Posted by William Charles on January 14, 2015
Credit Cards

Published on January 14th, 2015 | by William Charles

28

My Credit Card Application Strategy

The Basics

I generally don’t do my app-o-ramas like everybody else. I believe that individuals credit reports update in real time and as such there is no chance that applying for multiple cards within a short time frame will prevent credit card issuers from seeing that you’re applying for multiple cards on the same day.

What I like to do instead is this:

  • Apply for multiple credit cards from the same credit card issuer on the same day, in the hopes that they will only pull my credit report once. As long as both the business and personal options are decent. 
  • Apply for cards from credit card issuers that pull from different bureaus. There are three different credit bureaus (Experian, Equifax & TransUnion) this means that I’ll try to spread my applications out over all three of these credit bureaus.

Tools/Resources You Need

There are several tools and resources that you can use to make this whole strategy a lot more manageable.

  • A way to tell which credit bureau a credit card issuer will pull. The credit bureau a credit card issuer will pull is very dependent on what part of the country you live in. There are a number of ways to find this information out, but by far the best is the credit boards credit pull application. Enter the credit card issuer your interested in and then select your state and it’ll show you credit cards people applied for, whether they were approved or denied, their score, what credit bureau they pulled from & a bunch more information.
  • A way to tell if a credit card issuer will combine multiple hard pulls or not. I put together this reference list as I was sick of having to find this out whenever I went to apply. Each card issuer has different rules (e.g some won’t combine business & personal pulls, others will).
  • Free credit monitoring with each of the three credit bureaus. After you’ve applied you’re going to want to see what credit bureau the card issuer actually pulled, this might not match up with the credit bureau you were expecting them to pull which is why this is important. I recommend using Credit Karma & Credit Sesame as they will cover all three bureaus but below is a list of credit bureaus and free credit monitoring sites that cover those bureaus.
  • A free copy of your credit reports from each bureau. This is just so you can see how many applications you currently have with each bureau. Credit Karma & Quizzle both offer free full reports, but you can also get one every twelve months from http://annualcreditreport.com/.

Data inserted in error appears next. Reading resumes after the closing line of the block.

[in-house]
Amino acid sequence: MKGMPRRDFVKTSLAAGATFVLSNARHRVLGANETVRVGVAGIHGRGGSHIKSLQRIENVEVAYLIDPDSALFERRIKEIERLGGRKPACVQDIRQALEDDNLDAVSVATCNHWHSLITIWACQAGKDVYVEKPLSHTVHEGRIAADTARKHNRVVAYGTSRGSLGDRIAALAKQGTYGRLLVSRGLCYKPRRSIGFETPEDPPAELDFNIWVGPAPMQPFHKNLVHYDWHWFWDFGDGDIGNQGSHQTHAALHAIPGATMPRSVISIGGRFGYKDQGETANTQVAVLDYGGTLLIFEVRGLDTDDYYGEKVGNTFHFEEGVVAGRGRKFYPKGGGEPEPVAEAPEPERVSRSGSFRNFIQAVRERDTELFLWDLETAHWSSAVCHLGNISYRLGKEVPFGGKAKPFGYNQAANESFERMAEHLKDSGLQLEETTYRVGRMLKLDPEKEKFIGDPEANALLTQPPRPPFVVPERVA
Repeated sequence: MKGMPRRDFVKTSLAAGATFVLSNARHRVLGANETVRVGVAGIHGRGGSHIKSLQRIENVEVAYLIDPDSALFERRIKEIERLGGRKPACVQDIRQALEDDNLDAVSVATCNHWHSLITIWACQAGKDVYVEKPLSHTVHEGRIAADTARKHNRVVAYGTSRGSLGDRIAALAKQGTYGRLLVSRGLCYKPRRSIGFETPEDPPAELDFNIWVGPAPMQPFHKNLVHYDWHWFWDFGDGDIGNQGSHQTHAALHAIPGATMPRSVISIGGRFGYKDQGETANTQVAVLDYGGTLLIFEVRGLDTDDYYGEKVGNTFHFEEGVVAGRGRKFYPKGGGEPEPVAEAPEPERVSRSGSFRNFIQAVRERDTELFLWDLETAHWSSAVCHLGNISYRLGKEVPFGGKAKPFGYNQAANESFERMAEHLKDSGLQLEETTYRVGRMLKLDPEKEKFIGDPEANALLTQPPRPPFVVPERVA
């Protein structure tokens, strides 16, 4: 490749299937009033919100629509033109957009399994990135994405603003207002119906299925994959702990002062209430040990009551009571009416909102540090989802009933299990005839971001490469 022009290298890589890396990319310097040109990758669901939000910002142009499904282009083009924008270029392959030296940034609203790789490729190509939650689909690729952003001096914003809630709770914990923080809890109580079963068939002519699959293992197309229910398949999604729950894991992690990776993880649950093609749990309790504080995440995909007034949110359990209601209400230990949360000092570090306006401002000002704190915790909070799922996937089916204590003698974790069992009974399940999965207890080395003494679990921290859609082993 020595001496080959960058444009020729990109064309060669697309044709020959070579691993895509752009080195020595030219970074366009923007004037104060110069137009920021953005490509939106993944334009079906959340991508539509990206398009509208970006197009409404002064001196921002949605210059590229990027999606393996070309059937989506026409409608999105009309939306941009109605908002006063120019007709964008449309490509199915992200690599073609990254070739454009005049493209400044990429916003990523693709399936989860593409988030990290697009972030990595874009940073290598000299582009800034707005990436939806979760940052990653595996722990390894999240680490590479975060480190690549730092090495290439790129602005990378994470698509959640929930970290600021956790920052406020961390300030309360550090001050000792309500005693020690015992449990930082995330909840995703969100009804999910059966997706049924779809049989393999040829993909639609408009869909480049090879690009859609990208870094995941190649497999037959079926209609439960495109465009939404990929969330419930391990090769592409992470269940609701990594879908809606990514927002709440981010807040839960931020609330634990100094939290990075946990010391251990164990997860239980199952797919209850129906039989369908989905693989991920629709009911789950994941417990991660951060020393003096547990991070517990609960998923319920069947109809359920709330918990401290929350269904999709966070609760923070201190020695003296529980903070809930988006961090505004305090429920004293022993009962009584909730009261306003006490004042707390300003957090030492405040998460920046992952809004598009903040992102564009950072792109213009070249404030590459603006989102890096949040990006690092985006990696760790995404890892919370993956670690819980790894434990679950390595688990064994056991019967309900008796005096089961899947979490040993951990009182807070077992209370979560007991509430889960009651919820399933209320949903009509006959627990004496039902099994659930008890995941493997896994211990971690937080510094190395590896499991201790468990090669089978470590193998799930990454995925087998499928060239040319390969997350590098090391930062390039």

• Which card’s are churnable. Once you’ve been doing this for awhile, you will start to run out of cards with good sign up bonuses that you haven’t applied for. Thankfully it’s possible to get some of these bonuses again, this is called credit card churning. I’ve put together a list of churnable credit cards which you can view here.

Putting It All Into Practice

The easiest way to explain all of this is to give you an example. I live in California where most card issuers pull either Experian or Equifax. This means sign up bonuses from card issuers that pull those bureaus need to be higher than credit card issuers that pull TransUnion. I know this from my own personal experience, but I can also quickly check that from looking at the credit boards credit pull database as well.

Barclaycard is currently offering 50,000 miles on their US Airways card. I wanted to get this card for two reasons:

  • U.S Airways & American Airlines will be merging their loyalty programs soon and I regularly use AA miles for my trip. This will probably be my last chance to get this card again.
  • This card is churnable, I’ve had it before but I know I can get the sign up bonus again.

Now that I know what card I want to apply for, it’s time to use my strategy to see how I can maximize this offer.

  1. First thing is first, I need to find out what credit bureau Barclaycard will pull. The creditboards database has 8 pages of data when I select California + Barclay. Almost everybody is reporting that they pull TransUnion. This is good news for me since not many card issuers pull TransUnion in my State.
  2. Now I need to check to see if Barclaycard combines multiple credit pulls or not. I check the resource page and it looks like Barclaycard does combine pulls, but they will usually only auto approve you for the first card and you’ll have to call reconsideration for the next one. I could apply for another card as there is no risk of a second pull, but if I am denied that will show on Barclaycards system. They are pretty pick on too many recent applications and there aren’t any other cards I currently want so I decide against going for multiple cards.
  3. I’m approved for the card, yay! Now I need to make sure they actually pulled my TransUnion credit report. Great success, Credit Karma is showing that they did.

After I’m finished I add my experiences to the credit boards database to make it more useful for others. A few weeks later I check my credit report and notice that I haven’t applied for any cards from issuers that pull Experian recently and decide to apply for another card.